More wards up for grabs in August
Recent shifts in alliances and intolerance between parties could lead to polls violence
AUGUST’S municipal elections will be characterised by more of everything, as figures show an increase in the number of registered voters, of political parties contesting the polls and of voting districts nationally and in the province.
Figures released by the Independent Electoral Commission show the number of wards in the country has increased to 22 612, up from 20 859 in the 2011 polls.
On the voters’ roll are 26.3 million people registered to cast their vote, 14.5 million of whom are women.
According to the IEC, there are more wards up for grabs too, from 4 277 in 2011 to 4 392 this year. Consequently, there are at least 200 more seats being contested in various municipal councils, bringing the number of seats to 9 041 nationally.
In the Western Cape, 20 000 staff have been recruited and trained to oversee the election process, along with 200 000 more countrywide.
In the 25 municipalities, 117 political parties, the highest number of political parties to date, will contest 402 wards hoping to secure some of the 805 seats on the province’s councils.
However, the IEC announced there would be fewer municipalities after the August poll – 257, down from 278 nationally. This decrease in the number of councils also means a decrease in the number of key positions such as mayors and municipal managers, which may lead to disgruntlement over candidate lists.
With some parts of the country already volatile following violent outbreaks in Gauteng and Limpopo, the Western Cape, which has been largely stable, has been warned of high-risk areas.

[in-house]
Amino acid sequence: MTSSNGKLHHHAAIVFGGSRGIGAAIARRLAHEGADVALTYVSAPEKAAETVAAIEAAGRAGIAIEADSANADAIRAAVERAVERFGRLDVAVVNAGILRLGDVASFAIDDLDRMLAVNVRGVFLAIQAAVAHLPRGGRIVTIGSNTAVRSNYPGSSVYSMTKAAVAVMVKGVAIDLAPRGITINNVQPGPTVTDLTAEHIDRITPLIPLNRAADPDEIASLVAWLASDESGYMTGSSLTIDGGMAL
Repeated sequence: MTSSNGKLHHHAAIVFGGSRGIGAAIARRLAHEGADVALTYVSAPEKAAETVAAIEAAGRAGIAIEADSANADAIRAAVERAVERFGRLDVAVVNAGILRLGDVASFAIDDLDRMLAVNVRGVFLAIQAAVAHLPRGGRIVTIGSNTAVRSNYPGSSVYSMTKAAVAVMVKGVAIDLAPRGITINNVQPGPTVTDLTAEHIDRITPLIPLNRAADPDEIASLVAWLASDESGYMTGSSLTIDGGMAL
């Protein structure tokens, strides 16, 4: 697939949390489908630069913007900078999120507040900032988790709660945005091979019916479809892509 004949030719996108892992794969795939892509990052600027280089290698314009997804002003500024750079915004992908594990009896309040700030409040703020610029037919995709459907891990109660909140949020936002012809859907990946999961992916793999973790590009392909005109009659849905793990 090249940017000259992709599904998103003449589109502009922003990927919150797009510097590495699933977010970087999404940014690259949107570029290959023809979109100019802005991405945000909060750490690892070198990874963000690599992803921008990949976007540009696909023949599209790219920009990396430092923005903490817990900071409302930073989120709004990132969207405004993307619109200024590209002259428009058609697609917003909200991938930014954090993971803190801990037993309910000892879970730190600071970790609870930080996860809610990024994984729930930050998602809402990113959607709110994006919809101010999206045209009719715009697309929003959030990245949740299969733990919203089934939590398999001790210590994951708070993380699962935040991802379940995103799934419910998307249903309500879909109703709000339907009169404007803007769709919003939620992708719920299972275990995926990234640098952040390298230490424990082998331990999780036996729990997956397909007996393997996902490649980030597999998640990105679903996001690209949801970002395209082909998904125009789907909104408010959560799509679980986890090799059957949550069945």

Guy Lamb, director of UCT’s Safety and Violence Initiative, said while it was difficult to accurately predict the nature and extent of political violence in South Africa, party political manoeuvring had been a component of recent protest violence in Dunoon and Sir Lowry’s Village.
“These areas are at high risk of further violence in the coming months. Some parts of Khayelitsha may also be at risk of such violence, given the very recent shifts in political alliances,” he said.
Violence, Lamb continued, was likely to be a prominent feature of electioneering in areas where there were acrimonious relations and heightened intolerance between political parties, and where factions had split from the majority party.
“Experience of the past two decades indicates that under such circumstances some campaigning is likely to be disrupted or even prevented through the threat or use of violence, as was the case in Tembisa earlier this week,” he said.
“Political violence tends not to occur in areas where there is mutual respect and tolerance between campaigning parties where conflicts are resolved through honest dialogue.
“Where there is distrust, intolerance and a willingness to use underhand tactics, intimidation and violence is highly likely,” Lamb added.
In the early 1990s, he said, civil society groups formed peace committees which defused tensions between various political parties.
“These peace committees no longer exist, but given the current levels of inter-party tension and intolerance towards campaigning by some parties in some communities, such committees, or something similar, is clearly needed,” Lamb suggested.
The 2016 municipal election in numbers.